A marketing hole in one


How prize indemnity insurance can help build buzz without breaking the bank


Contests and giveaways are big with hotels and resorts. They take all sorts of sizes and shapes and – as a marketing tactic –can do a great job of bringing guests in and boosting brand awareness.

Resorts built around notable golf courses, for example, might promote a big cash prize for anyone who manages to sink a hole in one. One Canadian hotel in Calgary uniquely sponsored a photo contest of shots showcasing aspects of the city with cash prizes and free stay packages for the top winners. Others periodically offer generous points purchase terms to members of their loyalty programs.

These have been especially popular since the industry has been in recovery mode from the pandemic, even though Florida’s tourism industry has come roaring back and the state’s lodging industry is enjoying the boom. In fact, it’s estimated that Florida will score the second highest gross increase in hotel-generated tax revenue from 2019 to 2023 over 10 other states – up 23.5% or to about $4.02 billion.

Still, for all the benefits of promotional marketing programs, there are risks to the strategy, too. The resort faced with a big payout for that hole in one may be hard pressed to cover the prize money, given the negative financial impact. Anticipating the risk in advance is important, and there’s an insurance line for that: over-redemption and prize indemnity, and, yes, hole-in-one insurance, too.

Here’s how to manage the risks.

When a promotional event is planned that has a big-ticket prize is at stake – say, cash or a new car – the promoter might put cash reserves in place to cover the cost. Or, the promoter can take out prize indemnity insurance and let the insurer take on the risk of making the payout.

It covers what it’s purchased to cover – a grand prize – but not anything outside of that. What it doesn’t cover are guaranteed prizes. The cost of this insurance is dictated by such variables as the amount of skill required to win, the value of the prize, and how many potential winners might participate.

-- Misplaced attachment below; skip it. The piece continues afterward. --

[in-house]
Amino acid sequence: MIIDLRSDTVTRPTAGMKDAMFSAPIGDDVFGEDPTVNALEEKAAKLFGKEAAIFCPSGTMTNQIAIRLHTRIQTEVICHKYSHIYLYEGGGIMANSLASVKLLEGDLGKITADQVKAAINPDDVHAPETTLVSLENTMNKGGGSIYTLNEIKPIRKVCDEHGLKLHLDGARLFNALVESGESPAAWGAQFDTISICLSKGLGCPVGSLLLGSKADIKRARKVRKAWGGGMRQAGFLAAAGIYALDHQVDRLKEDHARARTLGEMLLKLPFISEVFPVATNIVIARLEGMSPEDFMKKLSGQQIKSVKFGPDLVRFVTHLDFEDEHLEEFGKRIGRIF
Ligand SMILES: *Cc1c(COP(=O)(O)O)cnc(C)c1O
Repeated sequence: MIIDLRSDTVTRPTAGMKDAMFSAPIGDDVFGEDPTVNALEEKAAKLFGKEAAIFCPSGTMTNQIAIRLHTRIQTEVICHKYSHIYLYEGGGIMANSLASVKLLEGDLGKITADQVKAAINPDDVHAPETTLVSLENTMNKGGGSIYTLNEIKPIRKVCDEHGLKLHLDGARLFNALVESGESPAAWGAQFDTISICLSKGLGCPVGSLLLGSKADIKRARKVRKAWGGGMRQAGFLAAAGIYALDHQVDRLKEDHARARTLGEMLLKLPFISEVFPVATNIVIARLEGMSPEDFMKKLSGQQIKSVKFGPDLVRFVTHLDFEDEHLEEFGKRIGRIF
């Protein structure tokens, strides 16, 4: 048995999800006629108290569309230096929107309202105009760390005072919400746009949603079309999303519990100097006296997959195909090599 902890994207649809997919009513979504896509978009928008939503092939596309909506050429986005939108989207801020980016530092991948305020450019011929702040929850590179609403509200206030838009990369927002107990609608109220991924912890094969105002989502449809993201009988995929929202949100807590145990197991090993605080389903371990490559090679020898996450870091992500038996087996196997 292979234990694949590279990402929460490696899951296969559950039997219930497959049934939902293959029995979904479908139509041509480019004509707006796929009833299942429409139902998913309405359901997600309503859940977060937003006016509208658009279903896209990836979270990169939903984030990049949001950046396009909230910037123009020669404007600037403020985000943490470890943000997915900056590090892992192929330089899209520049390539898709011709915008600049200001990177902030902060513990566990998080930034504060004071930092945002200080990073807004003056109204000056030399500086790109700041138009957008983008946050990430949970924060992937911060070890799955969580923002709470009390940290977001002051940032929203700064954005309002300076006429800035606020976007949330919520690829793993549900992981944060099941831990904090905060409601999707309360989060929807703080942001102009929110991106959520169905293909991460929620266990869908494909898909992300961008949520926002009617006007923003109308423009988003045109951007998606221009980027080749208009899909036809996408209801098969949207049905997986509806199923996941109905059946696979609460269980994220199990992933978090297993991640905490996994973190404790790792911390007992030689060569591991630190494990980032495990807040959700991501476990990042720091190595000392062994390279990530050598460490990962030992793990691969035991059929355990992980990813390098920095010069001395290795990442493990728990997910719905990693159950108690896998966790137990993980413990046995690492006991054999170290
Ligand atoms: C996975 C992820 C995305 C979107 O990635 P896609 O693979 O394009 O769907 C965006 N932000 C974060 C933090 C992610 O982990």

Incidentally, hole-in-one insurance is a variation of prize indemnity coverage, with particular criteria, such as hole yardage, number of professional and amateur participants, number of rounds and, of course, value of the prize.

Hotels planning such events should be aware of three provisos in proceeding.

1. Align the promotion to the brand. The promotion and prize should suit the business, but equally important is to establish what the business hopes to gain in return. Go back to that hole-in-one promotion by a golf resort that wants to leverage its big draw: award-winning greens. A $100,000 prize is a great reward for the guest who shoots a hole-in-one. USA Today reports the odds of a hole in one on a par 3 is 12,500-to-1 for amateurs; 7,500-to-1 for professional golfers. Prize indemnity insurance would cover the risk of someone winning, and the resort is building excitement and buzz either way.

2. Financial parameters dictate the insurance coverage. The promotion also must fit within a budget. If a company has allocated a certain percentage of every product sold toward this promotional offer, then any promotional offer to the consumer – whether self-insured or using promotional insurance – must fit within that target. Once the budget is determined, a qualified broker must be enlisted to find the best insurance product that will allow the promoter to get the benefits of the promotion, but as cost-effectively as possible.

3. Policy terms matter. For a hotel to receive the full payout of any policy that insures a promotional offer, it must follow the specified terms and conditions. Promotional insurance underwriters are flexible in the extent of what they will insure and in the drafting of the policy. But, once in place, the policy must be followed to ensure the appropriate payout. A broker can help secure promotional coverage, file claims, and submit paperwork to help companies obtain payment more quickly.

Stefan Burkey is the hospitality practice leader for HUB International Florida. In this role, he oversees insurance placement solutions for owners, developers, and operators from limited-service hotels to full-scale resorts. Stefan and his team clearly understand the financial needs and exposures associated with the hospitality industry, and their singular focus has generated profound market knowledge and significant buying power for HUB clients throughout Florida and the U.S. He won Risk & Insurance’s 2023 Hospitality Power Broker of the Year.


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